Why mosquitoes love certain people

It’s true that some people attract more mosquitoes than others, and with insect-borne illnesses like dengue and chikungunya appearing in startling numbers, it might pay…

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Why mosquitoes love certain people

There are reasons why mosquitoes seem attracted to certain people. (Shutterstock)

It’s true that some people attract more mosquitoes than others, and with insect-borne illnesses like dengue and chikungunya appearing in startling numbers, it might pay to understand why certain individuals seem to be mosquito magnets.

According to the American Mosquito Association (AMA), over 350 compounds have been isolated from odors produced by human skin. Either singly or in combination, many of these compounds may be attractants – and many may be repellents. At this time, science has yet to completely uncover the intricacies of these compounds, but there are some things we do know about being a mosquito magnet.

SEE ALSO: Chikungunya cases reported In Florida

What attracts mosquitoes to you

  • Carbon dioxide: The AMA explains that carbon dioxide makes all humans susceptible to mosquito bites. Carbon dioxide is the most universally recognized mosquito attractant and draws mosquitoes from up to 35 meters away. When female mosquitoes sense carbon dioxide they usually adopt a zigzagging flight path within the area to try and locate the source.
  • You have larger body mass: Based on the fact mosquitoes are drawn to carbon dioxide, it makes sense that the more of this gas you produce, the more of a mosquito magnet you tend to be. Larger people–in height or weight–produce more carbon dioxide than smaller people. This is why men tend to be bitten more than women, and adults tend to be bitten more than children. Pregnant women are also highly susceptible to mosquito bites for this reason.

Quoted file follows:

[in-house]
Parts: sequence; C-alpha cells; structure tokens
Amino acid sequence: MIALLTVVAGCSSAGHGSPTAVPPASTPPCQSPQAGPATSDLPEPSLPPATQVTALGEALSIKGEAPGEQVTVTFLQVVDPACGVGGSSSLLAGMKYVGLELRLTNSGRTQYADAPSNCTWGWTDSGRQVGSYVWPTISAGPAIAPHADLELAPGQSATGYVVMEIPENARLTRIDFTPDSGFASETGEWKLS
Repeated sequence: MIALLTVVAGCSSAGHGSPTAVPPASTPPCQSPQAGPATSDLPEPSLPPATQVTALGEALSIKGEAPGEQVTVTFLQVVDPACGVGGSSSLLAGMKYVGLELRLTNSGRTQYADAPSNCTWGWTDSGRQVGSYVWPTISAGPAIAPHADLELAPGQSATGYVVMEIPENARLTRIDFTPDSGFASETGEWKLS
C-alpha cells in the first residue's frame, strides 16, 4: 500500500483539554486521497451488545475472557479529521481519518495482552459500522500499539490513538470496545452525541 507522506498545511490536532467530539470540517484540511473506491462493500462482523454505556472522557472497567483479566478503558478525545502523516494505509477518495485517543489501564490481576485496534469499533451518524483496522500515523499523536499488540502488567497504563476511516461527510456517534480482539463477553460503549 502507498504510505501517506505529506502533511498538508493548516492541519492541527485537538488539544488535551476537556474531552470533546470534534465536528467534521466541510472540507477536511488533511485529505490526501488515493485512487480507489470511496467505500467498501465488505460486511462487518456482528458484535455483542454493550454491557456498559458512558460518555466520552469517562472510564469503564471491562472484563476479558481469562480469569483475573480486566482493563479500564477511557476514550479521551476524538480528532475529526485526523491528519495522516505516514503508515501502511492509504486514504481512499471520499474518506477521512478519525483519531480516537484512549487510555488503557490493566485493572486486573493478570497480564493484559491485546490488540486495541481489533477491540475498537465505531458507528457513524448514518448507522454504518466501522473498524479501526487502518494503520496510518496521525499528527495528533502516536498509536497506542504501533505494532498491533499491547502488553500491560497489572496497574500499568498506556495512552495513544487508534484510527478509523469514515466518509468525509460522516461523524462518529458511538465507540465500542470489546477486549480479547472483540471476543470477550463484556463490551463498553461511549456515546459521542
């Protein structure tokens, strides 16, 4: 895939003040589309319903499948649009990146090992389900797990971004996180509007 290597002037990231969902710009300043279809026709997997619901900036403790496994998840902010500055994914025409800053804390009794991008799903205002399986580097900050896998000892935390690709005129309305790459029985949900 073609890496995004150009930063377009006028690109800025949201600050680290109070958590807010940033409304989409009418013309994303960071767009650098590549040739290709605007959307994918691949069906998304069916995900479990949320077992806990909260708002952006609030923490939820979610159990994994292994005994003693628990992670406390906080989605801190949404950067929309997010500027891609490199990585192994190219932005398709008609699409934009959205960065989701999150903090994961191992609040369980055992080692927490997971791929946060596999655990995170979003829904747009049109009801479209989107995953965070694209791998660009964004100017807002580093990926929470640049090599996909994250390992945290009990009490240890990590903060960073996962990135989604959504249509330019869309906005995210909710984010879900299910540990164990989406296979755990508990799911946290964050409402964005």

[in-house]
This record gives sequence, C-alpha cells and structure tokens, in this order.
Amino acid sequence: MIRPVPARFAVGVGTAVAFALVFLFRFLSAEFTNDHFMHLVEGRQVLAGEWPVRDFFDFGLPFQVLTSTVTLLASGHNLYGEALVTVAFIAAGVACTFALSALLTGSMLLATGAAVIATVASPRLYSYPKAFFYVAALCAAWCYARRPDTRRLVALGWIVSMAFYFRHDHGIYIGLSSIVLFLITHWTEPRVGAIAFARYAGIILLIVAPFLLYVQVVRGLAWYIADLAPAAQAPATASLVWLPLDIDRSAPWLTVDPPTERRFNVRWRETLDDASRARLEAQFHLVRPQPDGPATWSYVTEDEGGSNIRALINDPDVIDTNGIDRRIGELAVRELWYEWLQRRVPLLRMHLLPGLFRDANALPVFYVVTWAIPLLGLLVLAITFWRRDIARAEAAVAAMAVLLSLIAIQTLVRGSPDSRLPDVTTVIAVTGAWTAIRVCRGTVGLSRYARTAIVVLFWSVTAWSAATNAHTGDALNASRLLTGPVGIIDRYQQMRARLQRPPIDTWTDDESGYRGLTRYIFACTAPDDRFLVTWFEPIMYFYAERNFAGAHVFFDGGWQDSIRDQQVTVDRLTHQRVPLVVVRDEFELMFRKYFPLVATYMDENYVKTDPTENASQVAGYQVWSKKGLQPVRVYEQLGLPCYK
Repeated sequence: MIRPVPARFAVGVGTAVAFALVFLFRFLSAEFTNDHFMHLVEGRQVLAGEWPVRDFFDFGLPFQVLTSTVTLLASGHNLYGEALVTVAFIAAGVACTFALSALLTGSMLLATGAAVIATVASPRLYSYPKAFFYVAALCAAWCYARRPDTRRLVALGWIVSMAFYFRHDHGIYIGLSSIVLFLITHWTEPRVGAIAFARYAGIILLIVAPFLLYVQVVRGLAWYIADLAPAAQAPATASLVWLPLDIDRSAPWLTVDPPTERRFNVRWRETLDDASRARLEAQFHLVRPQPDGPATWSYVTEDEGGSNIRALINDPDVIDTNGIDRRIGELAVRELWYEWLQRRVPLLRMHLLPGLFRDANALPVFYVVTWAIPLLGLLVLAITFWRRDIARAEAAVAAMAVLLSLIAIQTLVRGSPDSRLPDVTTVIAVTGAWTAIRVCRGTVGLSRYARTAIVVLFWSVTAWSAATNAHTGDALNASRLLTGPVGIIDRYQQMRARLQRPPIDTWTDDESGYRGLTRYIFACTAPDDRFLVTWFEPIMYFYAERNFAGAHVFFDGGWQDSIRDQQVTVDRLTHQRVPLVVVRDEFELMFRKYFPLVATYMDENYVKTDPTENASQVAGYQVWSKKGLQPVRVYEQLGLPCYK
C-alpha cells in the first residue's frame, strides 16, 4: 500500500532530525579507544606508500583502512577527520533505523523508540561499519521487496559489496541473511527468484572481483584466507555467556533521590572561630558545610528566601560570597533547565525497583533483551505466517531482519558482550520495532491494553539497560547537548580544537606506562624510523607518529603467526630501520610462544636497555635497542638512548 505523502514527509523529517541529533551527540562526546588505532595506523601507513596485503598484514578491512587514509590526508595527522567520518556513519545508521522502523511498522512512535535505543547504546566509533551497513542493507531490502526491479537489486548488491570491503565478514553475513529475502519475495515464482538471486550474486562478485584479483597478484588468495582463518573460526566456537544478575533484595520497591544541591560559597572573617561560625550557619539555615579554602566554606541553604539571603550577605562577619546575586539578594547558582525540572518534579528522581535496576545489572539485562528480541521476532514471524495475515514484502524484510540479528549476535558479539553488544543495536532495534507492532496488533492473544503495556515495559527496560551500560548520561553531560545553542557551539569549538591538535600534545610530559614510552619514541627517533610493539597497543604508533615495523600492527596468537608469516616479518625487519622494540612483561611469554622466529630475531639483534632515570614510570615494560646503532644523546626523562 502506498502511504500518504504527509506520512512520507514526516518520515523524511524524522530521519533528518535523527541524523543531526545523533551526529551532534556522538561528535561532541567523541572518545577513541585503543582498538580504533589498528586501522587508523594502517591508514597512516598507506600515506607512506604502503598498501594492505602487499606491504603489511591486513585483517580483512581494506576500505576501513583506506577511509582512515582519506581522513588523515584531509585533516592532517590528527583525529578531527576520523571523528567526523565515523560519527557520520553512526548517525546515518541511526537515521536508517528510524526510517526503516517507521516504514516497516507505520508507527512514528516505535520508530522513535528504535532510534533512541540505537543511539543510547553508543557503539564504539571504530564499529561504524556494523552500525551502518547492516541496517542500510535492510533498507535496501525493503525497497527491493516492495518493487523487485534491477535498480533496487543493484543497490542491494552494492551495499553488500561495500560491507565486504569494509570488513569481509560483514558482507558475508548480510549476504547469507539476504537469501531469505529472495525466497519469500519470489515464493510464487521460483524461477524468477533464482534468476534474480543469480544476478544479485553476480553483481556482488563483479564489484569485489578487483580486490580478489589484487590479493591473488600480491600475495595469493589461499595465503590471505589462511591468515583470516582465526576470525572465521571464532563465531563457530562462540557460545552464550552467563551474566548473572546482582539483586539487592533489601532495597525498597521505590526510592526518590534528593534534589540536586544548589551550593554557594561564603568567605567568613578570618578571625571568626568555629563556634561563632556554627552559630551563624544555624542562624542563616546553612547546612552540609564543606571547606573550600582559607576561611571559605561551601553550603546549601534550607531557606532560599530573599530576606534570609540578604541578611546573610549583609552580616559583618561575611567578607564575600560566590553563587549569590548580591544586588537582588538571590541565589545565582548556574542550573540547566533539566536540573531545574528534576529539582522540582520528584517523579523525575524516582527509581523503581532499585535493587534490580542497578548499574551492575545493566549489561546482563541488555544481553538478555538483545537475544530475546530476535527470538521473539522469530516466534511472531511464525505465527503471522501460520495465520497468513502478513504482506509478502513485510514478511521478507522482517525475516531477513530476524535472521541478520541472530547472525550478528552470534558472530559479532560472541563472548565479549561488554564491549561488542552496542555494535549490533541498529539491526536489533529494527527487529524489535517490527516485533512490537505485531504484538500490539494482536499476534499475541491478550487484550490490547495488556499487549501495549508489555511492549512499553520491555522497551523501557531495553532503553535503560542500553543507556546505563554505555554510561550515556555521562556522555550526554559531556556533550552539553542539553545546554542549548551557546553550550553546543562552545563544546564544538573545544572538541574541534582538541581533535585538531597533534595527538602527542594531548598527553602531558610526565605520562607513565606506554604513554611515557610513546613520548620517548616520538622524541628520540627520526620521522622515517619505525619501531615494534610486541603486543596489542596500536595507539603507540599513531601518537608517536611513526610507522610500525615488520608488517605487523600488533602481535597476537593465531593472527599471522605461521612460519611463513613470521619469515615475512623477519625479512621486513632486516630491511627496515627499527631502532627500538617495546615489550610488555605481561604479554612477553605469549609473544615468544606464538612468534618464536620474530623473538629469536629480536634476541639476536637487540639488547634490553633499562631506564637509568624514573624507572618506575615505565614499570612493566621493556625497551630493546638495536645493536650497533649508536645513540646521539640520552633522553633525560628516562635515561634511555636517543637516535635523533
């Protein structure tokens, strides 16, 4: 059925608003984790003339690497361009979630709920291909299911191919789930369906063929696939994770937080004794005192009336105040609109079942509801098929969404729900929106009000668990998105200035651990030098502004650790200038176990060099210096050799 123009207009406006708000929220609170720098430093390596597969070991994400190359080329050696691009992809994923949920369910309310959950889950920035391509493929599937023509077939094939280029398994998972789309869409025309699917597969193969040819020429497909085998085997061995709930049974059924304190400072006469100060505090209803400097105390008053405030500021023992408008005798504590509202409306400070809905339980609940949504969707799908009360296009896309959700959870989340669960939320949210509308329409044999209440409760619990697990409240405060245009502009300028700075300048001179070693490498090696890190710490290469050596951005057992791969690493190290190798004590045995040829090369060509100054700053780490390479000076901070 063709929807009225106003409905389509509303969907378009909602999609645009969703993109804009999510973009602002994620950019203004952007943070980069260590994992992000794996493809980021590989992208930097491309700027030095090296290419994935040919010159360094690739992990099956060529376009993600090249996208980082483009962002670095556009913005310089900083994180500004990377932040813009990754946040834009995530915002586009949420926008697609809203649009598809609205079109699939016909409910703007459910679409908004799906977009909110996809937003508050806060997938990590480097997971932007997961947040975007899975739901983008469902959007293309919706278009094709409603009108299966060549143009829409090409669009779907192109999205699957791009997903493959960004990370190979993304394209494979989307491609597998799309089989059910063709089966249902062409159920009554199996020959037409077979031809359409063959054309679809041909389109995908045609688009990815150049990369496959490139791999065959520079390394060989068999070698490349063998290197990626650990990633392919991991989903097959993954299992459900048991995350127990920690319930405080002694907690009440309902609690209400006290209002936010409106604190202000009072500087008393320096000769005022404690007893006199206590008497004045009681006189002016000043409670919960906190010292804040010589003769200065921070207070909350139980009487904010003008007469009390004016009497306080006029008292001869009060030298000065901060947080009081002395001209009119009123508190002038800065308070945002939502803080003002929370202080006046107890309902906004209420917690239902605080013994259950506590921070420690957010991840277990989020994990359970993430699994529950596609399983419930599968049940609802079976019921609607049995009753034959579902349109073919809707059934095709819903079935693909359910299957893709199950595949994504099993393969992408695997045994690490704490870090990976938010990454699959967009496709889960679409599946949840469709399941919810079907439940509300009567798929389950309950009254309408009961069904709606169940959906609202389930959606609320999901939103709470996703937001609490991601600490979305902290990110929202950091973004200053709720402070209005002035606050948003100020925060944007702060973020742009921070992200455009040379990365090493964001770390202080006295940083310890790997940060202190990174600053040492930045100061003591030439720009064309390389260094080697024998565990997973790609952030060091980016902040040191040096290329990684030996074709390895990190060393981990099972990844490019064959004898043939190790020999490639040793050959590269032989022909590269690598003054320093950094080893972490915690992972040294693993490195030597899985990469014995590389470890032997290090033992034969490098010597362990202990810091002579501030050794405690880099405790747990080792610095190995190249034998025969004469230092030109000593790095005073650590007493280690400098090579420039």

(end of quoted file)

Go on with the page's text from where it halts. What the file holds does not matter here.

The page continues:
• You have poor foot hygiene: A study published in the research journal PLoS ONE found that low diversity but high quantity of bacteria on the feet act as an attractant to mosquitoes. It isn’t the bacteria themselves that draws in the insects, but rather the smell those bacteria create. Similar results are seen in people who eat pungent Limburger cheese, wear perfume, or consume beer regularly. What doesn’t impact the attraction: Bananas. That’s right, contrary to popular belief, the AMA indicates eating bananas has no impact on being a mosquito magnet.
  • You work out: Unfortunately, being a healthy individual also makes you more of a risk for being a mosquito magnet. According to German researchers, exercising produces lactic acid, a compound found to be an attractant for mosquitoes at close range.
  • Genetics: Though it can’t be stated for certain, some studies have suggested genetics can come into play when someone seems to be a mosquito magnet. A study published in Infections, Genetics, and Evolution found that people with a particular HLA gene are more likely to be bitten.
  • You have the right kind of blood: Another still-debatable factor in why some people get bitten more than others may have to do with blood type. Several studies have indicated people with type “O” blood are more at-risk for bites than others.

What can you do to lower your risk for mosquito bites?

Unfortunately there isn’t too much that can be done to keep mosquitoes from biting short of covering all exposed skin from head to toe. Avoiding perfume, beer and smelly cheeses is one way to go, but you shouldn’t fore go exercise or starting a family just to keep insect bites away.

SEE ALSO: Chikungunya cases have been reported in New Jersey

Aside from using a mosquito repellent, the best bet is to cover up as reasonably as possible without causing heat stroke.